A certain smugness (or gravitas, depending on your perspective) exists within the White Sox front office. It has always been there, but it has become increasingly disconnected from the on-field results under the purview of Rick Hahn.
Between chiding fans who question aspects of the rebuild to bulletin-board material that has resulted in numerous memes, Hahn always talked like he and the White Sox are on the precipice of greatness. Unfortunately, there isn’t an award for having a seat at the table; the goal is to win. In his official 10-year tenure as general manager, Hahn has a record of 716-846, with two short-lived playoff runs — and that record is becoming impossible to hide behind.
In the drama that led up to the eventual Tony La Russa hire, everyone knew Hahn’s top choice was beleaguered manager A.J. Hinch, who was fresh off of the longest ban this century for in-game misconduct for his role in the Houston Astros cheating scandal. You might even remember the initial White Sox-tweeted press release with Hinch’s signature instead of La Russa’s. But, instead of going according to Hahn’s plan, Jerry Reinsdorf decided now was the time for him to bring back La Russa and make amends for firing him more than 30 years ago.
The press conference that followed — virtually presented on Zoom during the pandemic — looked more like a hostage video, with Rick Hahn hardly mustering any excitement about La Russa coming on board, and La Russa looking equally surprised to be the new manager for the White Sox.
For Hahn, though, the La Russa hire was more of a gift than a curse. Contrasting the brashness of Ken Williams, who was always ready to take responsibility for any significant move that improved the team, Hahn has always been a bit more nebulous in how much or little a role he has played in shaping the roster. By design, that has made it easier for Hahn to deflect the many issues that have plagued the franchise for most of his tenure.
La Russa is the most public example of that design in action.
See, Tony was a Reinsdorf hire, and by extension, Jerry will make sure he gets anything that Tony wants, and Hahn has to go along with it.
All of the above sounds incredibly stupid, but it was (and sometimes still is) the firm belief of many irrational White Sox fans.
The roster was not decidedly different from any other year under Hahn, and the issues that have plagued his teams in the past continued to rear their ugly head (injuries, lack of depth, no left-handed power, lack of corner outfielders). Even so, fans put the boogeyman in place, and the entire blame of the La Russa era, and its impact, was placed on Reinsdorf.
If all of the faults around La Russa are on Reinsdorf, then everything that has happened this year — including the ineptitude of Pedro Grifol — is on Hahn alone.
For a team in desperate need of pitching depth coming into the year, Hahn invested in a replacement-level starter with enough off-field baggage that he otherwise would likely not be in the league. Based on this signing and Hahn’s original stumping for Hinch, character isn’t high on the GM’s list of priorities, but after the clubhouse issues surrounding the team in recent years, it should have been of greater importance. Currently, the White Sox are among the worst in team ERA and, with Triple-A starter Davis Martin out for the year, have zero pitching depth to supplement the majors, should one of their starters get hurt.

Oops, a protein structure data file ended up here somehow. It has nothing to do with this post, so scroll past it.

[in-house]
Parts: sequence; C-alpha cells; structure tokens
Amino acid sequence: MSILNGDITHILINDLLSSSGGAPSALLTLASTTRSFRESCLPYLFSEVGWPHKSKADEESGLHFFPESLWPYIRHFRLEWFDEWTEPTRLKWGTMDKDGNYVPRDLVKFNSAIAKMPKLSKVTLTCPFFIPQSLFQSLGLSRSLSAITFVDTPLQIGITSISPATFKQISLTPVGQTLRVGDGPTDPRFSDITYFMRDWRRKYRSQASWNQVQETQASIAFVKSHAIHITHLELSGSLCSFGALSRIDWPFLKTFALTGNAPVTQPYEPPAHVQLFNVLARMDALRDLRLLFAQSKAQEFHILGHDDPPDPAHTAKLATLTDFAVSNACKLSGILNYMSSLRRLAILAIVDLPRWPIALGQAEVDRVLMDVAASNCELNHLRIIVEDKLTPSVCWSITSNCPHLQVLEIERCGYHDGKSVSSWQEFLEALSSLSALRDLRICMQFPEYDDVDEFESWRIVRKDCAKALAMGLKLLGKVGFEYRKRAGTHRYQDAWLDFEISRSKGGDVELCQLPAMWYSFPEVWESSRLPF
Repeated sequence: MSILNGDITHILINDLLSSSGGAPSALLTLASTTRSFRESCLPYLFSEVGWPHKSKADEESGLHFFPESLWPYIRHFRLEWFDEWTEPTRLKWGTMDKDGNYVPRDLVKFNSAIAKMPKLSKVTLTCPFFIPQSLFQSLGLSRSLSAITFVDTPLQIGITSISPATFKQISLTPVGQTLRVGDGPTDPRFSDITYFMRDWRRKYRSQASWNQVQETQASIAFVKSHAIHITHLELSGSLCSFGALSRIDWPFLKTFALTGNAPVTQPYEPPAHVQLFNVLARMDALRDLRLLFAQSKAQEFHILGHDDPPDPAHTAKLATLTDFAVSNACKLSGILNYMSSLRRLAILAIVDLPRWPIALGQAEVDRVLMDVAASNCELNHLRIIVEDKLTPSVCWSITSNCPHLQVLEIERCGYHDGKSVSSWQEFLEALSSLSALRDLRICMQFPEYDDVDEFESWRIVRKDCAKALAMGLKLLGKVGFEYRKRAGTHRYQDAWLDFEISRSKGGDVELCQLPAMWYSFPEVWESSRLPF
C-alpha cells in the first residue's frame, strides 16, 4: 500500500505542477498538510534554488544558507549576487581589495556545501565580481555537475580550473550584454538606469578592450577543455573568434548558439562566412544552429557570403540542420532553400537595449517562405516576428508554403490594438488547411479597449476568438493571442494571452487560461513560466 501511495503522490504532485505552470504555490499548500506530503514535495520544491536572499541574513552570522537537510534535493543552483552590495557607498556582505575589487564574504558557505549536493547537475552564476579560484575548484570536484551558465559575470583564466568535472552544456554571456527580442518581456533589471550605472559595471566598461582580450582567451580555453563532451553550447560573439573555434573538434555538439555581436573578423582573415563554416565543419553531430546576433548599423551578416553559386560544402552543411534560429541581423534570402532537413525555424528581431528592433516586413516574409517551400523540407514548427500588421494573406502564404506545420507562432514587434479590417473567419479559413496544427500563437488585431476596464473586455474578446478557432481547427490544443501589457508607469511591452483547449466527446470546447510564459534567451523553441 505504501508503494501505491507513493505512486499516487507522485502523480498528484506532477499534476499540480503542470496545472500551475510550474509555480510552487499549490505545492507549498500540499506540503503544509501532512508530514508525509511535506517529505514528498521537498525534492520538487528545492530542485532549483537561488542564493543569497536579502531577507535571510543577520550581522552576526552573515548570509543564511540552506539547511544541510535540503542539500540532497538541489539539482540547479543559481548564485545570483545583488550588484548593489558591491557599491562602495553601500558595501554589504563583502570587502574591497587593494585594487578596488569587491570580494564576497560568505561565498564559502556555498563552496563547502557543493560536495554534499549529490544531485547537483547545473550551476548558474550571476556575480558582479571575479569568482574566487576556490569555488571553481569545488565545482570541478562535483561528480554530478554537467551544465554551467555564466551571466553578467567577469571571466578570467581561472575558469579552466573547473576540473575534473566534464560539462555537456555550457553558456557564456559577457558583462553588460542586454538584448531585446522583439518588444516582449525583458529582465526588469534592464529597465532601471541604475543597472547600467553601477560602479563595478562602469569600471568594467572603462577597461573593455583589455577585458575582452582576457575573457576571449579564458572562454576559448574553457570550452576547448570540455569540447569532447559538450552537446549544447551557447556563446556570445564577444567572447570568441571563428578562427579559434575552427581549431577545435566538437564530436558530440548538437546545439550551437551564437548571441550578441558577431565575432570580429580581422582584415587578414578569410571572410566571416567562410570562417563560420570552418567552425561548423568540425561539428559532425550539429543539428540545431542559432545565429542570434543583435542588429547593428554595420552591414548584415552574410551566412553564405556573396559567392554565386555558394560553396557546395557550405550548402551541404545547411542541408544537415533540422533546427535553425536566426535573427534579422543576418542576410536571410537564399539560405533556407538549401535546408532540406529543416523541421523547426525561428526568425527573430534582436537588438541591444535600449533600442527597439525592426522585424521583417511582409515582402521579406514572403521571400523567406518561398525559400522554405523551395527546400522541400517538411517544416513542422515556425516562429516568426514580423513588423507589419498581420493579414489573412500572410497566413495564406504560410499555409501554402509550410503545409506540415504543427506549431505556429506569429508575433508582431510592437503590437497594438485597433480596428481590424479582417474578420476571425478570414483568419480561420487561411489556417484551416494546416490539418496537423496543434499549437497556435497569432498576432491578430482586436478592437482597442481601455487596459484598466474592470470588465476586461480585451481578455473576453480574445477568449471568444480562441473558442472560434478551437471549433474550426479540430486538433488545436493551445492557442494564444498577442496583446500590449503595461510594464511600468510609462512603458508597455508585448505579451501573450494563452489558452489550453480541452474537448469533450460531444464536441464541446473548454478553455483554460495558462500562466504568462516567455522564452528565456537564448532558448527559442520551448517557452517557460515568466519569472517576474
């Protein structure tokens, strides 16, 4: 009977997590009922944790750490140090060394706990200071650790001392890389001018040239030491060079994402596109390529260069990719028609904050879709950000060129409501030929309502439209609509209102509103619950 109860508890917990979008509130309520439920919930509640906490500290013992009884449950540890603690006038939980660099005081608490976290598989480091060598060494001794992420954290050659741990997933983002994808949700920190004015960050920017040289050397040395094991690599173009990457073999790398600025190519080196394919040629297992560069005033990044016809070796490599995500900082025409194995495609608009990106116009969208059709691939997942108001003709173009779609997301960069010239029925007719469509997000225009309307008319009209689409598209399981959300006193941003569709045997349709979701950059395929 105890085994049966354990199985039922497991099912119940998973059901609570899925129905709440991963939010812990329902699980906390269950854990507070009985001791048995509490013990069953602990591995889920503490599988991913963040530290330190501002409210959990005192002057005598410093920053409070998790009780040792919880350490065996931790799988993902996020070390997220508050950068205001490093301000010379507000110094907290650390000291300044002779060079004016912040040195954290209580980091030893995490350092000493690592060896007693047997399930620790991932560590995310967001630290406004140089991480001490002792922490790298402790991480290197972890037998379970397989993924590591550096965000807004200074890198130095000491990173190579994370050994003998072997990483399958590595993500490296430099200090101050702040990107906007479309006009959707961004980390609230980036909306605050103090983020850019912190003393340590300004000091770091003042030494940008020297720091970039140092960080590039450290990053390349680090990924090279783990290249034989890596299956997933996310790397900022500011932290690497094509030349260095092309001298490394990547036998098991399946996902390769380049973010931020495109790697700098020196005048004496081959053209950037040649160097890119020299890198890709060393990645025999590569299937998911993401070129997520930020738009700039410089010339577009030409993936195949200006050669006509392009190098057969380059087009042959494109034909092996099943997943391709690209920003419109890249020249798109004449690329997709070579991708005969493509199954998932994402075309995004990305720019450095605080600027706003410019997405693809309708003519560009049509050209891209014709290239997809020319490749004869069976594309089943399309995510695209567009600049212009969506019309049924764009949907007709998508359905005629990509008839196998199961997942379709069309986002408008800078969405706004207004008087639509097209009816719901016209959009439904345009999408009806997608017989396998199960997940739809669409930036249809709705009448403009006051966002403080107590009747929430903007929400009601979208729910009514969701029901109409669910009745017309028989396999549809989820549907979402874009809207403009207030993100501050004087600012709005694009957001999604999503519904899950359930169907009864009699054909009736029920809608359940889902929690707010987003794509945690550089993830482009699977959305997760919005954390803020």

Furthermore, of all players, Hahn gave Andrew Benintendi the most valuable contract in team history. Sure, there was a time Benintendi was one of the highly-touted prospects in the Red Sox system, but he’s far removed from that, and has yet to see his power recover after injuring his wrist last year. Never mind that Joey Gallo and Cody Bellinger were available for an equal or better price, and both players have outperformed Benintendi so far this year.
Oh, and that renowned communicator that was supposed to bring the clubhouse together and had Hahn irritatingly giddy at the start of the year? Grifol has “led” the team to a lowly record well below .500, and his biggest claim to fame so far is benching Luis Robert Jr. for not hustling and broadcasting it to press row in-game — when it turned out he was injured.
Absolutely nothing has gone well, and after being known as a team that’s “mired in mediocrity,” as Hahn famously said, this team is now flat-out bad with no real direction to improve. Heading into 2024, the White Sox will have $68 million committed to a healthy list of aging veterans such as Lance Lynn, Liam Hendriks, and Joe Kelly. That doesn’t bode well for a team that has shown increasing unwillingness to spend in free agency on pitching and has very little talent in the pipeline.
I can see some of you jumping to the comments now to bring up how Reinsdorf is the problem. You’re right; he meddles when he doesn’t need to, and he will never be the owner that signs off on the types of megadeals that attract baseball’s top talent. Even so, the White Sox have averaged in the top percentile for payroll (with the most expensive bullpen for several years, to boot), with no playoff series wins to show for it. In addition, the White Sox have utilized their recent top draft picks on high-floor, MLB-ready college prospects as an attempted cheat code to avoid paying for that same talent in free agency. While Jake Burger is having a fantastic year, the approach has yet to pay off for guys like Andrew Vaughn, who now has the impossible task of not only coming into his own as a starter but replacing the production left by José Abreu.
When demanding to be both a head coach and a GM, Bill Parcells once said, “If they want you to cook the dinner ... they ought to let you shop for some of the groceries.” After being willingly perceived as hamstrung by Reinsdorf, I appreciate Hahn finally demanding to call all the shots after the TLR drama — it just turns out the ingredients are beginning to expire, and he can’t cook for shit.